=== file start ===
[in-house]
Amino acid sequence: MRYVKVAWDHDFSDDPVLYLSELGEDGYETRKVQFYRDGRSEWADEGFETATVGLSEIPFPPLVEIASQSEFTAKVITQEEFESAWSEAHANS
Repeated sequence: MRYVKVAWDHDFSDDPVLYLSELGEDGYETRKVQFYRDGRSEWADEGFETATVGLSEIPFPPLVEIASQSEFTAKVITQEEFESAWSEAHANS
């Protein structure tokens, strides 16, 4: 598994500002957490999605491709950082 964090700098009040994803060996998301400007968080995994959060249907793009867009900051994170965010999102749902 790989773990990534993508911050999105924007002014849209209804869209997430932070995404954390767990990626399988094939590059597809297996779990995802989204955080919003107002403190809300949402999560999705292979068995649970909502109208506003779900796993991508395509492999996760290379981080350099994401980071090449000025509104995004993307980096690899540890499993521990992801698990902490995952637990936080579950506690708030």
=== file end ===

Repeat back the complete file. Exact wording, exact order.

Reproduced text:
[in-house]
Amino acid sequence: MRYVKVAWDHDFSDDPVLYLSELGEDGYETRKVQFYRDGRSEWADEGFETATVGLSEIPFPPLVEIASQSEFTAKVITQEEFESAWSEAHANS
Repeated sequence: MRYVKVAWDHDFSDDPVLYLSELGEDGYETRKVQFYRDGRSEWADEGFETATVGLSEIPFPPLVEIASQSEFTAKVITQEEFESAWSEAHANS
């Protein structure tokens, strides 16, 4: 598994500002957490999605491709950082 964090700098009040994803060996998301400007968080995994959060249907793009867009900051994170965010999102749902 790989773990990534993508911050999105924007002014849209209804869209997430932070995404954390767990990626399988094939590059597809297996779990995802989204955080919003107002403190809300949402999560999705292979068995649970909502109208506003779900796993991508395509492999996760290379981080350099994401980071090449000025509104995004993307980096690899540890499993521990992801698990902490995952637990936080579950506690708030």